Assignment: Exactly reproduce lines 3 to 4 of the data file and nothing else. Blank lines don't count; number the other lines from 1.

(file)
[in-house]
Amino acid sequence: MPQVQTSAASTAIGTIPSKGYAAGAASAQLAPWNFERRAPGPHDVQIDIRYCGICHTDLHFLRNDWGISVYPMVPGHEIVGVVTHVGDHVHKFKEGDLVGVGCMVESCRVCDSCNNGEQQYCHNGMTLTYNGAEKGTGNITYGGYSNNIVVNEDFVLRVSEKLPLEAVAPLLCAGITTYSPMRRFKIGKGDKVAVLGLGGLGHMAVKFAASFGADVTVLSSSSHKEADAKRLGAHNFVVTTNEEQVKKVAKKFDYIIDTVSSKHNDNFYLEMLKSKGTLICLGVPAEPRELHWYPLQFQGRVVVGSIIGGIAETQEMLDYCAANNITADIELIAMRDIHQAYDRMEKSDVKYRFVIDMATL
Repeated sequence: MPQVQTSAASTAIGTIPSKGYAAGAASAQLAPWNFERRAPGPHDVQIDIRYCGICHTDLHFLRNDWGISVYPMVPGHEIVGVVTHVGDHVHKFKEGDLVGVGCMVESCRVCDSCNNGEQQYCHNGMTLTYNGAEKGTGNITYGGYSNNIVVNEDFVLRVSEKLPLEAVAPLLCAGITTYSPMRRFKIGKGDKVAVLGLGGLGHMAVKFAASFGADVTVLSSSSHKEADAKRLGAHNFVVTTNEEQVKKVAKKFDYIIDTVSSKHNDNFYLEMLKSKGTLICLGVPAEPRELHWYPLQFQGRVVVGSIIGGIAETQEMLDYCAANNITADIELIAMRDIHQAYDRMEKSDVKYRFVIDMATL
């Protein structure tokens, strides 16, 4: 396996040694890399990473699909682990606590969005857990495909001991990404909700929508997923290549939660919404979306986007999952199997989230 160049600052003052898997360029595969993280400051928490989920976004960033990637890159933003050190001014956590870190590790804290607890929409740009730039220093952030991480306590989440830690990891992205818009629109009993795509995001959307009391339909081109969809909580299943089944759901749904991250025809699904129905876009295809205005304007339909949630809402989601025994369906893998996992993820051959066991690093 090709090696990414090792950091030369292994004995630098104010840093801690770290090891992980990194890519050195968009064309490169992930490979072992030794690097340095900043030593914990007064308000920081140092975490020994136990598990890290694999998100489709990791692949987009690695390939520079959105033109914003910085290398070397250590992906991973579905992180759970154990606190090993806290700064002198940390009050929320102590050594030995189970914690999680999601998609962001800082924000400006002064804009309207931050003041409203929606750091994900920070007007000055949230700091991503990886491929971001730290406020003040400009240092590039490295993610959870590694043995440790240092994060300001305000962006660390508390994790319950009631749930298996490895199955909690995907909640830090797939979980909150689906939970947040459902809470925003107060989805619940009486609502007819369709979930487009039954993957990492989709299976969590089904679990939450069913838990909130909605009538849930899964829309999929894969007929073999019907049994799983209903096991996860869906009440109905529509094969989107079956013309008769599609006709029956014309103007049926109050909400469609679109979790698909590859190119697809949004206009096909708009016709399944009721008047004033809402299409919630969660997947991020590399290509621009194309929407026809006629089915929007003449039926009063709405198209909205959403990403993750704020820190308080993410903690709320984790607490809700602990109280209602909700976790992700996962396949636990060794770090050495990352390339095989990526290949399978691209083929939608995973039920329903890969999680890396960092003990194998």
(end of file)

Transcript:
Repeated sequence: MPQVQTSAASTAIGTIPSKGYAAGAASAQLAPWNFERRAPGPHDVQIDIRYCGICHTDLHFLRNDWGISVYPMVPGHEIVGVVTHVGDHVHKFKEGDLVGVGCMVESCRVCDSCNNGEQQYCHNGMTLTYNGAEKGTGNITYGGYSNNIVVNEDFVLRVSEKLPLEAVAPLLCAGITTYSPMRRFKIGKGDKVAVLGLGGLGHMAVKFAASFGADVTVLSSSSHKEADAKRLGAHNFVVTTNEEQVKKVAKKFDYIIDTVSSKHNDNFYLEMLKSKGTLICLGVPAEPRELHWYPLQFQGRVVVGSIIGGIAETQEMLDYCAANNITADIELIAMRDIHQAYDRMEKSDVKYRFVIDMATL
């Protein structure tokens, strides 16, 4: 396996040694890399990473699909682990606590969005857990495909001991990404909700929508997923290549939660919404979306986007999952199997989230 160049600052003052898997360029595969993280400051928490989920976004960033990637890159933003050190001014956590870190590790804290607890929409740009730039220093952030991480306590989440830690990891992205818009629109009993795509995001959307009391339909081109969809909580299943089944759901749904991250025809699904129905876009295809205005304007339909949630809402989601025994369906893998996992993820051959066991690093 090709090696990414090792950091030369292994004995630098104010840093801690770290090891992980990194890519050195968009064309490169992930490979072992030794690097340095900043030593914990007064308000920081140092975490020994136990598990890290694999998100489709990791692949987009690695390939520079959105033109914003910085290398070397250590992906991973579905992180759970154990606190090993806290700064002198940390009050929320102590050594030995189970914690999680999601998609962001800082924000400006002064804009309207931050003041409203929606750091994900920070007007000055949230700091991503990886491929971001730290406020003040400009240092590039490295993610959870590694043995440790240092994060300001305000962006660390508390994790319950009631749930298996490895199955909690995907909640830090797939979980909150689906939970947040459902809470925003107060989805619940009486609502007819369709979930487009039954993957990492989709299976969590089904679990939450069913838990909130909605009538849930899964829309999929894969007929073999019907049994799983209903096991996860869906009440109905529509094969989107079956013309008769599609006709029956014309103007049926109050909400469609679109979790698909590859190119697809949004206009096909708009016709399944009721008047004033809402299409919630969660997947991020590399290509621009194309929407026809006629089915929007003449039926009063709405198209909205959403990403993750704020820190308080993410903690709320984790607490809700602990109280209602909700976790992700996962396949636990060794770090050495990352390339095989990526290949399978691209083929939608995973039920329903890969999680890396960092003990194998």